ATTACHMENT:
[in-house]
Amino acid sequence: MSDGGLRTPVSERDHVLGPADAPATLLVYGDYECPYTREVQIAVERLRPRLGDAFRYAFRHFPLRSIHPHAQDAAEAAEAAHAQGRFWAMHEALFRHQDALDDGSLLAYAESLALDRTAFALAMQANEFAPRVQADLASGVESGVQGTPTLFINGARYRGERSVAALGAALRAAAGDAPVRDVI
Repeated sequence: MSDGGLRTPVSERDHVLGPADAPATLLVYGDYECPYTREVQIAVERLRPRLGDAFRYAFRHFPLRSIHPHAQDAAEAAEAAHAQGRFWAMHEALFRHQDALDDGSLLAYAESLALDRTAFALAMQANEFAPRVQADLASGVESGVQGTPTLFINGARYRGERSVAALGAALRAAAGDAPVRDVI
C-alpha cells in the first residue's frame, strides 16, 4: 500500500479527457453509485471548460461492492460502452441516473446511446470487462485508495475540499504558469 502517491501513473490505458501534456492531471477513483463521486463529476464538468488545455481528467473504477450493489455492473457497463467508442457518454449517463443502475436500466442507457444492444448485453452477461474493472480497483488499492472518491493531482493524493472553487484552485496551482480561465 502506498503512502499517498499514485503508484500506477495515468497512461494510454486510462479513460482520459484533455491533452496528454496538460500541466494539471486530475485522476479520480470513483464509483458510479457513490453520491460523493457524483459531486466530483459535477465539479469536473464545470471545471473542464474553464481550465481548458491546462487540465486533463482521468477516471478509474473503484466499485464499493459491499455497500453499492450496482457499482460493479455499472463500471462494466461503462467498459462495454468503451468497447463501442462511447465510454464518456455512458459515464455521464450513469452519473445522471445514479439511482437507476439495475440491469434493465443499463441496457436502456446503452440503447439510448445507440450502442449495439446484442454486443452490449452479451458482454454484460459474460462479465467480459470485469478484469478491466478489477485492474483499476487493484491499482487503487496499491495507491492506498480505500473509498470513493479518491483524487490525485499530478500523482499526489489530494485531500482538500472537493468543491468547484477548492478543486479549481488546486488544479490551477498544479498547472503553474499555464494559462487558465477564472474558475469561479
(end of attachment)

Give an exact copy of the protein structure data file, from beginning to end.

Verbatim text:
[in-house]
Amino acid sequence: MSDGGLRTPVSERDHVLGPADAPATLLVYGDYECPYTREVQIAVERLRPRLGDAFRYAFRHFPLRSIHPHAQDAAEAAEAAHAQGRFWAMHEALFRHQDALDDGSLLAYAESLALDRTAFALAMQANEFAPRVQADLASGVESGVQGTPTLFINGARYRGERSVAALGAALRAAAGDAPVRDVI
Repeated sequence: MSDGGLRTPVSERDHVLGPADAPATLLVYGDYECPYTREVQIAVERLRPRLGDAFRYAFRHFPLRSIHPHAQDAAEAAEAAHAQGRFWAMHEALFRHQDALDDGSLLAYAESLALDRTAFALAMQANEFAPRVQADLASGVESGVQGTPTLFINGARYRGERSVAALGAALRAAAGDAPVRDVI
C-alpha cells in the first residue's frame, strides 16, 4: 500500500479527457453509485471548460461492492460502452441516473446511446470487462485508495475540499504558469 502517491501513473490505458501534456492531471477513483463521486463529476464538468488545455481528467473504477450493489455492473457497463467508442457518454449517463443502475436500466442507457444492444448485453452477461474493472480497483488499492472518491493531482493524493472553487484552485496551482480561465 502506498503512502499517498499514485503508484500506477495515468497512461494510454486510462479513460482520459484533455491533452496528454496538460500541466494539471486530475485522476479520480470513483464509483458510479457513490453520491460523493457524483459531486466530483459535477465539479469536473464545470471545471473542464474553464481550465481548458491546462487540465486533463482521468477516471478509474473503484466499485464499493459491499455497500453499492450496482457499482460493479455499472463500471462494466461503462467498459462495454468503451468497447463501442462511447465510454464518456455512458459515464455521464450513469452519473445522471445514479439511482437507476439495475440491469434493465443499463441496457436502456446503452440503447439510448445507440450502442449495439446484442454486443452490449452479451458482454454484460459474460462479465467480459470485469478484469478491466478489477485492474483499476487493484491499482487503487496499491495507491492506498480505500473509498470513493479518491483524487490525485499530478500523482499526489489530494485531500482538500472537493468543491468547484477548492478543486479549481488546486488544479490551477498544479498547472503553474499555464494559462487558465477564472474558475469561479